What I’ve also found to be a good strategy is putting relevant links in your Instagram bio – so at the moment, I’m offering a five-day free workout trial and I’ve linked to that on my page.
Ultimately, the more thought you put into your social media strategy, the more people will find out about you and engage with your content.
The main piece of advice I’d give to other personal trainers is, just be yourself. Don’t rush everything and expect to be a social media sensation just because you put a few videos out. You’ve got to be patient and interact with people on there, just like in real life!
You mentioned before that you have your own personal website where current and potential clients can discover more about your services. How did you set this up and how easy is it to do?
I used a content management system called Squarespace, which I found really straightforward.
Getting set up was really easy – there were loads of templates to choose from, I just picked the ones I liked and added the copy from there – I didn’t need an in-depth knowledge of coding or anything like that. Posting photos was easy, too – there are loads of sites offering high-quality, free-to-use images, so I didn’t need to worry about copyright infringement.
As with social media, I had to be patient in creating my website and slowly built it up. I added photos of me on holiday, then price lists, then an email address, a contact field and a landing page. Once I’d fleshed out my website with all these features, I noticed the number of enquiries starting to creep up.
So, looking ahead to the next five to ten years, do you have any long-term goals or aspirations?
I want to progress in the fitness industry as much as possible. I’ve been thinking about eventually opening up my own unit and doing personal training from there, or maybe venturing into a more niche market like sports performance training.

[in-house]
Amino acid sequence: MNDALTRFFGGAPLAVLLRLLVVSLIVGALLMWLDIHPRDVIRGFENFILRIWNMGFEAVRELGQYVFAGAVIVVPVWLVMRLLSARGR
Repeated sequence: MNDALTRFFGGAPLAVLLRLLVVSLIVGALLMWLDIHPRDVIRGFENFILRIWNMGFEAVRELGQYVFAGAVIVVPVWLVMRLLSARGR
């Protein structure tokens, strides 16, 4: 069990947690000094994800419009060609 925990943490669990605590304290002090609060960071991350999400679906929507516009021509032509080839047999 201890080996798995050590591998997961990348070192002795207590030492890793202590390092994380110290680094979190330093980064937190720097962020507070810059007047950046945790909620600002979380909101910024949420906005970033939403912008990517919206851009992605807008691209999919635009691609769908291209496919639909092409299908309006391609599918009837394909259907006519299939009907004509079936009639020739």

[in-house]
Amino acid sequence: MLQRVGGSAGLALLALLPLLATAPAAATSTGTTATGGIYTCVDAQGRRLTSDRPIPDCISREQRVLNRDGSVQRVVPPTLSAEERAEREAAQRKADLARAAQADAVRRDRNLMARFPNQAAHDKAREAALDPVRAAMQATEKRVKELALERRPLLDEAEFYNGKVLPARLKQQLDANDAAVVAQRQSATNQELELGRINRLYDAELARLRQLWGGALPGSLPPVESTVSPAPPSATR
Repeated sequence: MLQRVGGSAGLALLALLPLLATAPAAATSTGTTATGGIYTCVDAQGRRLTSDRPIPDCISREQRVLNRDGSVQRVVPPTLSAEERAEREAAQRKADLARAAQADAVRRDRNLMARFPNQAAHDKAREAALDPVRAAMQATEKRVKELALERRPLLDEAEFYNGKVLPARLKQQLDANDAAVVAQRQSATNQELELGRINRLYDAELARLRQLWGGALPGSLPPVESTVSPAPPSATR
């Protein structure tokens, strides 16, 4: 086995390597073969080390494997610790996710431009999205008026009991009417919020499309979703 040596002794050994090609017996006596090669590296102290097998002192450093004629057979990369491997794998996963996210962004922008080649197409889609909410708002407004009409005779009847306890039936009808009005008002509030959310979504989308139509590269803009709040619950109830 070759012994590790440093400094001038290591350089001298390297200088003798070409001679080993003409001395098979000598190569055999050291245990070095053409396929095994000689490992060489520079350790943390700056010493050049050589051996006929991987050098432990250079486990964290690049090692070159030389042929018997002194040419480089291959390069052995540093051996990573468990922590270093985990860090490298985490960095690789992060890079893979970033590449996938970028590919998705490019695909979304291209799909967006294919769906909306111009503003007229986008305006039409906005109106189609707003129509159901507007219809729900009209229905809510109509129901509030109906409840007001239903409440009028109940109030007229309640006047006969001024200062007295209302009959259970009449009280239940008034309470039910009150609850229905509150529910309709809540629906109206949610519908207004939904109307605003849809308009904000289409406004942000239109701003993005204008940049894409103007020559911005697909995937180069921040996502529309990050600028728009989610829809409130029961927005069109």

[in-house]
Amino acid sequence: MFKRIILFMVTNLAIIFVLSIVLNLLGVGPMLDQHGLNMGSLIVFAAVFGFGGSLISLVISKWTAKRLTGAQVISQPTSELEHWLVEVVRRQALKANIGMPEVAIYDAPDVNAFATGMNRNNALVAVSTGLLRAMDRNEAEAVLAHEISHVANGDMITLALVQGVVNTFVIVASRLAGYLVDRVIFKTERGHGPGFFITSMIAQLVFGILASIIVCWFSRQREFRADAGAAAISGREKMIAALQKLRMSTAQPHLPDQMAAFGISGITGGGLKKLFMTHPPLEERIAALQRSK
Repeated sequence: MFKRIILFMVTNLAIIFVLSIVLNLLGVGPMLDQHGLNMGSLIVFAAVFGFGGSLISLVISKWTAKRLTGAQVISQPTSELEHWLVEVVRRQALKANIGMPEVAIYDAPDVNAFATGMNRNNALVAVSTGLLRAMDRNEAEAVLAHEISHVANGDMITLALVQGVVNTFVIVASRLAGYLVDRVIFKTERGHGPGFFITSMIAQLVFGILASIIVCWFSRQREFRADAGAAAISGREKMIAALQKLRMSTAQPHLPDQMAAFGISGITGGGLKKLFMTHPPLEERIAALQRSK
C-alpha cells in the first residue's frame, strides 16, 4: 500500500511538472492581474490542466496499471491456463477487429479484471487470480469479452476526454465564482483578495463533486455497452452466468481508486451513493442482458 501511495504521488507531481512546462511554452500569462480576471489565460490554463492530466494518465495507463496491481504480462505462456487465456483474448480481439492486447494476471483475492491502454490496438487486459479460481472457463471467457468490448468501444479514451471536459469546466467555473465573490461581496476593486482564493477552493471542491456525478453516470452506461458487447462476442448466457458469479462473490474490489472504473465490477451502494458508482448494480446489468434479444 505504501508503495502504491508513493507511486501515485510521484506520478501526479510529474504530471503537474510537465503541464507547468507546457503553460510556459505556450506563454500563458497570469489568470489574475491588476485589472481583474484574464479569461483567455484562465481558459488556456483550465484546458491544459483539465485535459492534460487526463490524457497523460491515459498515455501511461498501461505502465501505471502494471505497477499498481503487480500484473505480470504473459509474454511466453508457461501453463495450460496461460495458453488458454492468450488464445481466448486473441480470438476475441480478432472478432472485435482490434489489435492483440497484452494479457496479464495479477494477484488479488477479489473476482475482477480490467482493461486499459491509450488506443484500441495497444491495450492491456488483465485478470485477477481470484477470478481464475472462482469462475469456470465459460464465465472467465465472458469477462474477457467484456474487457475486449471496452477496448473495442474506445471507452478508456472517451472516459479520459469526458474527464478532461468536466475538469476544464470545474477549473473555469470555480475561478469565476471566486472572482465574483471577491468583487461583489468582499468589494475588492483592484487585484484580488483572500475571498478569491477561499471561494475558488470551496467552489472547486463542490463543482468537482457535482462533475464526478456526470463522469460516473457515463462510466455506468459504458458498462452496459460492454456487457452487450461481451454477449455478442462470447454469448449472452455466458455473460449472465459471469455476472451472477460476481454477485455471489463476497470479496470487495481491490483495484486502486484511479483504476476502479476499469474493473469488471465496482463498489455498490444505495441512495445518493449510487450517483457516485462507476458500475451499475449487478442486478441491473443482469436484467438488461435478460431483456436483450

When you’re starting out in a gym, you take in anyone you can. You don’t know what your niche demographic is or what kind of training you most enjoy, you just work out your preferences as you go along.
There’s so many disciplines I’ve had to teach over the years, from weight loss and high intensity training programmes to weight training for people who want to bulk up. That’s the glory of personal training – there’s so many facets to it, that you can take it anywhere you go.
In spite of all the challenges you’ve faced, what have you enjoyed the most about being a personal trainer?
Seeing someone transform their lifestyle right in front of you because you’ve got them to like exercise. The fulfilment that brings is the best feeling there is as a personal trainer. If someone’s coming in three or four times a week and they’ve gained a load of muscle or lost a load of weight, that’s the real reward.
It’s not just about how they look on the outside, either – knowing how they feel mentally and how much differently they perceive themselves is why I’m a personal trainer. Feeling healthy isn’t just about your clients hitting a certain number and letting that dictate your happiness, it’s about realising their capabilities and knowing they can keep pushing themselves.
Finally, what made you take out specialist personal trainer insurance and can you sum up why it’s so important for fitness professionals?
If you’re passionate about what you do, you’re going to work your clients hard. So even with the greatest care in the world, people are going to get injured at times and you’ve got to cover your back if something goes wrong.
When clients are filling in their registration forms, some of them won’t mention whether they’ve got certain health problems or whether they’re taking medications. That shouldn’t fall on you, it’s their responsibility to tell you. However, not everyone will, so having personal trainer insurance is essential.
Hopefully reading Andre’s insights has inspired you to take your personal trainer career to the next level! For further tips on how to be a successful personal trainer and run your own business, download our ultimate PT guide.